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Concerns over ethnicity overshadow other exclusions in Bosnia and Herzegovina

Concerns over equality for the three constituent groups have effectively silenced other inequalities that affect members of marginalized communities.

It can be said that no other country is more associated with ethnicity than Bosnia and Herzegovina (BiH). The Centre believes that the Global Pluralism Monitor: Bosnia and Herzegovina report offers a unique viewpoint into the challenges and opportunities that the country continues to work through.

With BiH’s deeply entrenched ethnic struggles, conversations around pluralism are often centred on promoting equality amongst the country’s three constituent groups: Bosniaks, Serbs and Croats. These groups are allocated equal political, economic and social rights to limit group-based inequalities and avoid reviving pre-war animosities. However, the Global Pluralism Monitor: BiH report has found that in designing BiH’s society around equalizing its three constituent groups, the country has done two things. First, it limits individuals’ ability to participate equally in society for those who fall outside of these three groups. Second, conversations around ethnicity often overshadow other issues that hamper the country’s ability to pursue greater pluralism and equality, such as class divisions and discrimination based on race, religion, gender and sexuality.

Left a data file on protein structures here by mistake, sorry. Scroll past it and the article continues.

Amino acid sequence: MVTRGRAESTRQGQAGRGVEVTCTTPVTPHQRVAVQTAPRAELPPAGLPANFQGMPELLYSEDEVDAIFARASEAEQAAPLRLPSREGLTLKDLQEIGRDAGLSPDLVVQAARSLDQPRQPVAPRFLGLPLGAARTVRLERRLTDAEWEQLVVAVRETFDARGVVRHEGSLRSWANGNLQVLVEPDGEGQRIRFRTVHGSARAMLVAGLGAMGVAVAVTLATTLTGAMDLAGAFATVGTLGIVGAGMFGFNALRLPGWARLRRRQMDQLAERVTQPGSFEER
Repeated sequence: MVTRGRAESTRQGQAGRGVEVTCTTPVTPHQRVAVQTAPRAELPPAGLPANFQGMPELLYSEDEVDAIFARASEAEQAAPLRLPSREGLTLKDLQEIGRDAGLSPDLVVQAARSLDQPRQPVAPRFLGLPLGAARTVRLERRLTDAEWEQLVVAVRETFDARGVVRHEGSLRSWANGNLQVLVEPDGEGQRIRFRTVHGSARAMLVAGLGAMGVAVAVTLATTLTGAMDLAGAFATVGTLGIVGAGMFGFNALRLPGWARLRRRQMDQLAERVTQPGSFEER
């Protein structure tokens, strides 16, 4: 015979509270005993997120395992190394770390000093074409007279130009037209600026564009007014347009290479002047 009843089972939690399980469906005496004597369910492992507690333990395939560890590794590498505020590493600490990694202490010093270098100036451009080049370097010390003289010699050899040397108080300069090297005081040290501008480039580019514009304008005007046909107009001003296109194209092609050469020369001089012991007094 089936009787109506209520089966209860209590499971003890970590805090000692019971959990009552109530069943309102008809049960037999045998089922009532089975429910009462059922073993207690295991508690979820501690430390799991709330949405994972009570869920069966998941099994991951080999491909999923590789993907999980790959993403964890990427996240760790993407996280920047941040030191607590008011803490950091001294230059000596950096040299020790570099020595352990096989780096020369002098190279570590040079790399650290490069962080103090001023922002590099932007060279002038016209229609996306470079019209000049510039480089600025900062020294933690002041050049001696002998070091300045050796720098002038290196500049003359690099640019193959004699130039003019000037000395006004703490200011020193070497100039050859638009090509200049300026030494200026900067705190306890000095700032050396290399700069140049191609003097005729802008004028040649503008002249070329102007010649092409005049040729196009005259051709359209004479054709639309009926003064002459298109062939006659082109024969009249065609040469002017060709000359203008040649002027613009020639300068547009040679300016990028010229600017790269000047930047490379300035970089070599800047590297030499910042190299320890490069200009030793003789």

While BiH has not witnessed an outbreak of violence similar to its pre-war past, incidences of inter-group violence targeting gender, LGBTQIA+ minorities and migrant and refugee communities are on the rise. As a result, concerns over ethnic equality for the three constituent groups have effectively silenced other inequalities that affect members of marginalized communities. The silencing of these communities prevents the country from becoming more inclusive and pluralistic.

Another group that is examined in the Monitor is that of the ethnonationalist elites of the country. Although a democracy, a handful of ethnonationalist elites maintain the majority of power in the country. After BiH’s movement from a state-owned to market-based economy in the 1990s, post-war ethno-national elites monopolized the country’s privatization process. As a result, the country’s few elites furthered their own interests at the expense of the rest of the country. Whether by controlling government institutions or media outlets, political elites developed a capacity to perpetuate narratives that reinforce certain ethnic identities and interests. Elites’ consolidation of power and economic entitlement often fuel mistrust, animosity and prevent the majority from accessing more equal opportunities that would enhance pluralism in BiH.

To learn more about how pluralism uncovers divisions beyond ethnic lines, visit the Bosnia and Herzegovina country page.